In a recent Mosca review, IA questioned how much enjoyment of music relates to our faith in an artist’s name rather than the sound itself. If a favourite producer puts out a release that is somewhat lacking, does your knowledge of their previous quality output make you ‘try to get into it’? On the other hand, if an unknown producer offers something which shows promise but doesn’t hit the sweet-spot on first listen, are you less likely to give it a second chance? Of course, the construction of reputation and a musical personality is nothing new to any musical genre, but the idea poses a specific problem in the dance domain. This is because many dance producers put out multiple releases a year, either from a genuine overflow of inspiration or, more problematically, from a need to stay relevant, so the chance of respected artists putting out substandard material is higher than in many other genres.
These producers borrow from the techniques once only the reserve of popstars and Hollywood starlets. The DJ and producer becomes a personality beyond his music. Where once dance cover sleeves depicted abstract designs and text, now they often prominently feature the artists’ face. Where once people danced in a club with their friends in a state of abandon, now everyone faces the DJ, deified in his raised booth for all to see. Music production is in danger of becoming a personality cult, a state that it has long avoided. Everyone wants to be the name on listeners’ lips, the sound in their ears, so the process of building and maintaining a public profile, even if that profile is grounded in mystery and anonymity, grows paramount. The worst effect of all this is that a producer’s desire for a trendy name and can sometimes supersede the most important factor in any release: the quality of the music itself.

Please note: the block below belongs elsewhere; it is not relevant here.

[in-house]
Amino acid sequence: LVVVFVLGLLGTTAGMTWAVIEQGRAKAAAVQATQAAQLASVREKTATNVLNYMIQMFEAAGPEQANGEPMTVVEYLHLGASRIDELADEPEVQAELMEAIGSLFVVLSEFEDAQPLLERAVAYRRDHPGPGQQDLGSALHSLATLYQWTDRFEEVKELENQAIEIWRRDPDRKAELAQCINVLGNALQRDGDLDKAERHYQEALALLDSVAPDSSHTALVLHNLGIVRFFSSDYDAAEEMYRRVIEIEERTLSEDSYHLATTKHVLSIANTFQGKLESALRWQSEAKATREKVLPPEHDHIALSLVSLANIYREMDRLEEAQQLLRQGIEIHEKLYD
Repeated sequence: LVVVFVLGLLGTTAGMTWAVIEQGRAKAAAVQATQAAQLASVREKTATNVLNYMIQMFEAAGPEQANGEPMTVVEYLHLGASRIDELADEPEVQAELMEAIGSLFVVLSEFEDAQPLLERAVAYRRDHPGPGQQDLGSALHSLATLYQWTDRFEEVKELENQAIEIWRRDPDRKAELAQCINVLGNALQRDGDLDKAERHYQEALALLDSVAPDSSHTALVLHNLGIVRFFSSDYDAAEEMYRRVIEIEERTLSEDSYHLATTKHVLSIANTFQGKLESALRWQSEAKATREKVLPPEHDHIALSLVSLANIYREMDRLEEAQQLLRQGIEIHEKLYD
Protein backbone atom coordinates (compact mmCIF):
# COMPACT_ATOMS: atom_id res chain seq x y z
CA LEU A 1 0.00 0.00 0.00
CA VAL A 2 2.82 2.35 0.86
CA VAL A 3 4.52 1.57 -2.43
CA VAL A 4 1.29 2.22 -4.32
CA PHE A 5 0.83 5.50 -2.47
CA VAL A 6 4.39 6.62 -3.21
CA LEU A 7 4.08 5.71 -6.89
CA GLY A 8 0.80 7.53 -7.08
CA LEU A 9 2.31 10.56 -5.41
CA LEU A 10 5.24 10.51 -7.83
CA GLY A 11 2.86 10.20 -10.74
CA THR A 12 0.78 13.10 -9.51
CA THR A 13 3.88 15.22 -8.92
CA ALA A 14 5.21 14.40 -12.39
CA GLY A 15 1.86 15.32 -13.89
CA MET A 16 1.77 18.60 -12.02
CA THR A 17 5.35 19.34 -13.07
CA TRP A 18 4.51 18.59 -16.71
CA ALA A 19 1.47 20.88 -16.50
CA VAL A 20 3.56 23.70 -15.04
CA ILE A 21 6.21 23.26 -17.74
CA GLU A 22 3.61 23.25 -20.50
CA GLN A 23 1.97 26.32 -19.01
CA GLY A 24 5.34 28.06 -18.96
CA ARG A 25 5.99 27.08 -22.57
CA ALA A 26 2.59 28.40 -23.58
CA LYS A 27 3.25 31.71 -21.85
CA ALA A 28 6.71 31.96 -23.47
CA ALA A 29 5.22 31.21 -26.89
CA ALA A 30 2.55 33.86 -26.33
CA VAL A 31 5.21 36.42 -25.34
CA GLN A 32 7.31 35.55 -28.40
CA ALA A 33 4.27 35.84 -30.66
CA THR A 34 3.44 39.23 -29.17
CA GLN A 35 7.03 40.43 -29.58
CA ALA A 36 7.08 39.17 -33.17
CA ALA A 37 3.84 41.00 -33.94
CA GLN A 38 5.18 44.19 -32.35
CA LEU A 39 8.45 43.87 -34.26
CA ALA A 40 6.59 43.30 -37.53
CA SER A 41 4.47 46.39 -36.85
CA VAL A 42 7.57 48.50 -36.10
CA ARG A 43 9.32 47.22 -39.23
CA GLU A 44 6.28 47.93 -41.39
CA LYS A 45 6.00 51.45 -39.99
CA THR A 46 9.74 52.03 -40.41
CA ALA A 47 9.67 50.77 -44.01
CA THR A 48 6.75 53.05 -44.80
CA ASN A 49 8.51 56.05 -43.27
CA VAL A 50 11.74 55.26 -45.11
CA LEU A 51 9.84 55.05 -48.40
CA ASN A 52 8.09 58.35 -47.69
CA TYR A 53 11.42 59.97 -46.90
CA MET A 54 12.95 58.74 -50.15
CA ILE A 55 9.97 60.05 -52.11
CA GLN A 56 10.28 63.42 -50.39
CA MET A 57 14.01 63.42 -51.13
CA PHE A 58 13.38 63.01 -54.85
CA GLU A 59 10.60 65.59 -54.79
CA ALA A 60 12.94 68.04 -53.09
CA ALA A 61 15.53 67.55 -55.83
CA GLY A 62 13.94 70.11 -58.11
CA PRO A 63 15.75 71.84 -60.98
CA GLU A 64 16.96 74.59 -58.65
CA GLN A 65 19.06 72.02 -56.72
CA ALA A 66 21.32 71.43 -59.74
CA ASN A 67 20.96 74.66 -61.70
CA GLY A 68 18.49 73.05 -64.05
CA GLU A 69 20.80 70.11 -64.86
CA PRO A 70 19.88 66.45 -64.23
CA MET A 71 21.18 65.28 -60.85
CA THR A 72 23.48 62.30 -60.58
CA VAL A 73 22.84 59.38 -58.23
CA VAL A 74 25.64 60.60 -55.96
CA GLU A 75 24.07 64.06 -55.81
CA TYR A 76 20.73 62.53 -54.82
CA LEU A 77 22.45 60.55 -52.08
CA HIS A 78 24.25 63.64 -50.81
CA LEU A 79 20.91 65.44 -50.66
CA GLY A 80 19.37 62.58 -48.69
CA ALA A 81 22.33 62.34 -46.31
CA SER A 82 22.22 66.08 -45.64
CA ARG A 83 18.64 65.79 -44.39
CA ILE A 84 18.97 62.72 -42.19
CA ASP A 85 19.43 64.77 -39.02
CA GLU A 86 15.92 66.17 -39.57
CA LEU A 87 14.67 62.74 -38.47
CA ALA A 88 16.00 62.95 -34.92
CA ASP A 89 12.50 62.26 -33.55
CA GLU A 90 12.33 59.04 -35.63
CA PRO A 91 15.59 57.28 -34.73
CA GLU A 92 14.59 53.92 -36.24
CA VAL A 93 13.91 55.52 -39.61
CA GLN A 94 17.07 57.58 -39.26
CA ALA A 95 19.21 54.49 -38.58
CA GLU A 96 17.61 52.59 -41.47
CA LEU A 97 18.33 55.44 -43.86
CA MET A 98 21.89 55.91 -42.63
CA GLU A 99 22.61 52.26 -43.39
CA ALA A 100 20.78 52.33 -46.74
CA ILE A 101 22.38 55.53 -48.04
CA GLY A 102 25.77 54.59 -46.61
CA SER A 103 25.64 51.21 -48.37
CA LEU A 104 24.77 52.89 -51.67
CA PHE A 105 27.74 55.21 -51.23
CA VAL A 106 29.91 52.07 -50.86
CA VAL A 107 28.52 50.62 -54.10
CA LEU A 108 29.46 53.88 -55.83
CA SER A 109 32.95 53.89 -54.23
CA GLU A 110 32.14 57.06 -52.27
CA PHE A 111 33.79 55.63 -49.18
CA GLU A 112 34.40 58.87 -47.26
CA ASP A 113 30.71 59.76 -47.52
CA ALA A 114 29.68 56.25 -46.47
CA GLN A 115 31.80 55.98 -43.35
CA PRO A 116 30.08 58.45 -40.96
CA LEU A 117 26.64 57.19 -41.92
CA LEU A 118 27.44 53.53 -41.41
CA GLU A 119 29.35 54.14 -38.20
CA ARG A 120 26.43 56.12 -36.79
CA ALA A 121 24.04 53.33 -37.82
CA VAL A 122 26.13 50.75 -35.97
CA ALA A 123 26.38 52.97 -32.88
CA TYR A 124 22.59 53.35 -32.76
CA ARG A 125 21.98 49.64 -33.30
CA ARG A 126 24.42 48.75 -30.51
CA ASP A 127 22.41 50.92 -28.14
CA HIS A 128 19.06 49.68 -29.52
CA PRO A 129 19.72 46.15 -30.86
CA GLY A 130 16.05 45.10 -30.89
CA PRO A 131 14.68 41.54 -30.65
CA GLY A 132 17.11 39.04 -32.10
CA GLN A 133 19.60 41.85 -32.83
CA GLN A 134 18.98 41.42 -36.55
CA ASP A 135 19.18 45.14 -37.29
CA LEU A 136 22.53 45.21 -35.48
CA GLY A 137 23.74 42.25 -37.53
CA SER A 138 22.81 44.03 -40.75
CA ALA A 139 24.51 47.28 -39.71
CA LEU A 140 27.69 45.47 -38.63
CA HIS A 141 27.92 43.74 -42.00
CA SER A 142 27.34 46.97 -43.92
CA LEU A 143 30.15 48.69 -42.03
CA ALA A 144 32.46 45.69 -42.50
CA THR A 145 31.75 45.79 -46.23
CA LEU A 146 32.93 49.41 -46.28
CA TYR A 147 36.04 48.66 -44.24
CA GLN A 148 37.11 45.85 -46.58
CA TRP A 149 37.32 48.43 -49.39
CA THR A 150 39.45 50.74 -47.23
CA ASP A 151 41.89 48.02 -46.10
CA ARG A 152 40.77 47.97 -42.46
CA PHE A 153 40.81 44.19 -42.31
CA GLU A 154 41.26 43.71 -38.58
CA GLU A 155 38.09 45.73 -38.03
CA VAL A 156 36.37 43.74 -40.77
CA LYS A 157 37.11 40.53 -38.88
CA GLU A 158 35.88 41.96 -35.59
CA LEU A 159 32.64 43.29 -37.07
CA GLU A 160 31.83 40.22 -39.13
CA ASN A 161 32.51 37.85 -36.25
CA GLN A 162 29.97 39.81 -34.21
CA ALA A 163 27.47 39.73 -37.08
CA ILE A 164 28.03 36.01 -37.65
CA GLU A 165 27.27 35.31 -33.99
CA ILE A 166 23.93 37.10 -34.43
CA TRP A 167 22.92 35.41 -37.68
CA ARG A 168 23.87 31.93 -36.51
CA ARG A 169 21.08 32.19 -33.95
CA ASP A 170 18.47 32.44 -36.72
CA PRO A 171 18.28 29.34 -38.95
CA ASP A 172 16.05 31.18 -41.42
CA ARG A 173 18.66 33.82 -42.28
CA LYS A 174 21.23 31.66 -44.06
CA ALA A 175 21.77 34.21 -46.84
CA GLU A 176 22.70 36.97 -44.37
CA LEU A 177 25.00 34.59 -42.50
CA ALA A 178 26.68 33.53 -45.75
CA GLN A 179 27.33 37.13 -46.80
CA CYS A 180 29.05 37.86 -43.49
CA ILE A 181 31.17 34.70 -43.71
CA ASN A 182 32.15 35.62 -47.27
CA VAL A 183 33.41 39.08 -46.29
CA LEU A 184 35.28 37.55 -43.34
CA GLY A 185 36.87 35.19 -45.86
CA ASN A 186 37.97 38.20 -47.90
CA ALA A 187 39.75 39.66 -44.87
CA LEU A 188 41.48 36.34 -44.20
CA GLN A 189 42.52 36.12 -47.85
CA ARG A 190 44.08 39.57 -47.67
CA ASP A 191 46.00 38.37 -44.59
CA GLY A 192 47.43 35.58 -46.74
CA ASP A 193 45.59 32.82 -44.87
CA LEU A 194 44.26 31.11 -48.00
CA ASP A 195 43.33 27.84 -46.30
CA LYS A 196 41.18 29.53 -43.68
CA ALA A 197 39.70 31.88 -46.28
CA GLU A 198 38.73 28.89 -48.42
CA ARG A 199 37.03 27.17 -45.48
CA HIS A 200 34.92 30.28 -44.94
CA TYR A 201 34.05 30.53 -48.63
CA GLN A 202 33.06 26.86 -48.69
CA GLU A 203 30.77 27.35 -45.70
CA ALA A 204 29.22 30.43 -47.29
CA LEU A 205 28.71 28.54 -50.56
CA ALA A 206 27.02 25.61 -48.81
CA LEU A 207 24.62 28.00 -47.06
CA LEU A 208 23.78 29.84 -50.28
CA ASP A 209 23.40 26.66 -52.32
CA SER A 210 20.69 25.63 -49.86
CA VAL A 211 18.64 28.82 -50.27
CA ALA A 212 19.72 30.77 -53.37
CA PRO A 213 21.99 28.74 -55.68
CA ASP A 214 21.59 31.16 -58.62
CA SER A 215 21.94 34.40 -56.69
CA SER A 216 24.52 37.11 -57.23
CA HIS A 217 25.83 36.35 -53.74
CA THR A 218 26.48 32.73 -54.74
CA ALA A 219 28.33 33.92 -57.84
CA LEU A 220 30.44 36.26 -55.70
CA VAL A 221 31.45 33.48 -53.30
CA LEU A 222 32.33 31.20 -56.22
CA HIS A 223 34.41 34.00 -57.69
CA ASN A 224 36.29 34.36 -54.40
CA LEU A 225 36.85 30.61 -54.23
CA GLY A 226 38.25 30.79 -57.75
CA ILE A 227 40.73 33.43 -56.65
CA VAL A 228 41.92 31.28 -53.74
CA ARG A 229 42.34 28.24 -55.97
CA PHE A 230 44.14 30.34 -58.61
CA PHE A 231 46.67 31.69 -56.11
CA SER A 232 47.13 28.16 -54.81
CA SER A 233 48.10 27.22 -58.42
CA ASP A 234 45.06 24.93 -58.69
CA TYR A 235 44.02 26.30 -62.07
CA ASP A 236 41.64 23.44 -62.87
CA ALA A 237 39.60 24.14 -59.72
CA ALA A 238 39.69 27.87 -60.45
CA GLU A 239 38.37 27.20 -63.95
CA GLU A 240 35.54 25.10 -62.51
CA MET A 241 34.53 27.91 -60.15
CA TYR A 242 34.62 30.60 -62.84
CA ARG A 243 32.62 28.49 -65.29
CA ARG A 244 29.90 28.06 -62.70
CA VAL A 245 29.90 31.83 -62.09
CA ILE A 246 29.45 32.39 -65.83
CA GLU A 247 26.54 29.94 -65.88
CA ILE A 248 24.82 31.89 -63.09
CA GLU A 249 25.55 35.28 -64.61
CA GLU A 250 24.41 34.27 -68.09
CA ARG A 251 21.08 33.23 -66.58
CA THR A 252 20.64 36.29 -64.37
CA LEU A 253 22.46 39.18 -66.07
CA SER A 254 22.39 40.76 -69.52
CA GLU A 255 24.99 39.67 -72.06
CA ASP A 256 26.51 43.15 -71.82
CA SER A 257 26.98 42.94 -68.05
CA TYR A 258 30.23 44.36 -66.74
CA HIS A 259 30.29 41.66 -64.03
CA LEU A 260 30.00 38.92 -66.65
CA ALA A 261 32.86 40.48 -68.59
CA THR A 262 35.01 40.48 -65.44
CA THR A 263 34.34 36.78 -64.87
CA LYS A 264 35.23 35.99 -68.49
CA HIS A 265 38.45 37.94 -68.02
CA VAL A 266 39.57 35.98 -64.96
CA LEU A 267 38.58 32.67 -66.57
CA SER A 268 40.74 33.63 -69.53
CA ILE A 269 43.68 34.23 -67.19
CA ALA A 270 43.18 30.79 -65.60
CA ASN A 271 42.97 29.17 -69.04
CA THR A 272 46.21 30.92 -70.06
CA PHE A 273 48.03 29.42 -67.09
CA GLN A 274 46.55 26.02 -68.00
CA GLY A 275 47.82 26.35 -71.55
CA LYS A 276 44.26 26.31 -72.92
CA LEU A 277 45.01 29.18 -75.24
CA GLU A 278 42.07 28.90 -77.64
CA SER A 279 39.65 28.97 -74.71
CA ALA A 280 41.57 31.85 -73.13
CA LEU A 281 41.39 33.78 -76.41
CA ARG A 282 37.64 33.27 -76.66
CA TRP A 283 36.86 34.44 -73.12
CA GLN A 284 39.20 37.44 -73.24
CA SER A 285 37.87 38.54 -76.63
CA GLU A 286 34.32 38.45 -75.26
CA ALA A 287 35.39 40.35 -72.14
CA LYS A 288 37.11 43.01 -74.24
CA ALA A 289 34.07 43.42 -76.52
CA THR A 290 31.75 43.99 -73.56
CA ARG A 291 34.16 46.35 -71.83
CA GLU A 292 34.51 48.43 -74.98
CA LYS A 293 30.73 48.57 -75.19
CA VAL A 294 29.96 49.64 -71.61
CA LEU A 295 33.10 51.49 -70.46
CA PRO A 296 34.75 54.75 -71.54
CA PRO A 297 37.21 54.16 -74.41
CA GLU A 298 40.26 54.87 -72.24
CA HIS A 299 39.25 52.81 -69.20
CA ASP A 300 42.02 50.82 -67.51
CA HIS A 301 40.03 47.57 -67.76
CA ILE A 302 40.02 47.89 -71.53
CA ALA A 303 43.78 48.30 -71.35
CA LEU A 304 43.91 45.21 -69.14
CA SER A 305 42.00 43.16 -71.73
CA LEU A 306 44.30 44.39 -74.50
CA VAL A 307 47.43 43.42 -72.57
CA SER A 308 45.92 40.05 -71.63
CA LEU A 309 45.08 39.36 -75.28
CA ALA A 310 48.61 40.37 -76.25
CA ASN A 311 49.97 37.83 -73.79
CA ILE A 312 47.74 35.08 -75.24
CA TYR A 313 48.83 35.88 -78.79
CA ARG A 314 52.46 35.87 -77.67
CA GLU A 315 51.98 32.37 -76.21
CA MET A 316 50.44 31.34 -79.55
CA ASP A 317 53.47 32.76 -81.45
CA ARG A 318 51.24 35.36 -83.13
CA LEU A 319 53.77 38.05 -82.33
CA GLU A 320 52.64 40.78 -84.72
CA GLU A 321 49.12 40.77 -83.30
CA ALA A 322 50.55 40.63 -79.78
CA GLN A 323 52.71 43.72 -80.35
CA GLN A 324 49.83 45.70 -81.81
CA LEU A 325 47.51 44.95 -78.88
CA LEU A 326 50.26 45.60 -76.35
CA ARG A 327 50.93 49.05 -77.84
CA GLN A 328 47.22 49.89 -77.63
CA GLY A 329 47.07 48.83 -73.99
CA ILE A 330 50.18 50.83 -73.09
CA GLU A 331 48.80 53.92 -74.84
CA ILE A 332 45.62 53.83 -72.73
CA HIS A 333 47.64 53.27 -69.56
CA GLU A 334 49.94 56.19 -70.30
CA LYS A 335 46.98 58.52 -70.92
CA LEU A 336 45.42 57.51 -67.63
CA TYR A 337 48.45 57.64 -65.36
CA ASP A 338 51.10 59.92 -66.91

Considering this question, the Crème-affiliated R-Zone series has been a particularly refreshing label since its inception earlier this year. The imprint eschews names, drafting in a range of known and unknown producers to release anonymously under the R-Zone banner. The idea itself is exciting, if not entirely without precedent, yet it is the quality of these releases which is most compelling. Their anonymity only brings this into sharper contrast: judged purely for their musicality, these analogue jams run the gamut from rave to house, and September’s sixth entry into the series was the most exciting to date.
Rarely is an EP as explosively consistent as R-Zone’s latest, with each of its three tracks proving utterly essential: boisterous, floor-focused tunes which explode out of the speakers on first listen. Rebecca In The Hall pounds with the power of a freight train, opening over a sci-fi wash and a dislocated diva cry. With only the barest of kick-drum introductions, a show stopping bass coil threatens to lay waste to dancefloors, adorned by jittery synth-notes and angular percussive interruptions. It feels like one of those powerhouse tunes which the rest of an EP can only hope to imitate, but by this point R-Zone 06 is only getting started. Romijn Ravine jacks just as hard on a darker tip, as stumbling break cuts and hardcore stabs duel with a raucous bassline that’d top the pH scale.
With its first two tracks the EP’s modern house trappings keep threatening to overflow into full blown rave/ hardcore territory, but it’s on stunning final cut Night Level II that the release reaches its destination. It takes the form of a moodier number forged from pregnant synth washes and loose breaks, all reigned over by a sturdy bass bounce which lends the dark atmospherics a rock-solid club core. R-Zone 06 is a staggeringly on-point trio of club-destroyers, and the label’s dedication to pure music, unhindered by reputation and hype, is only cause for further acclaim.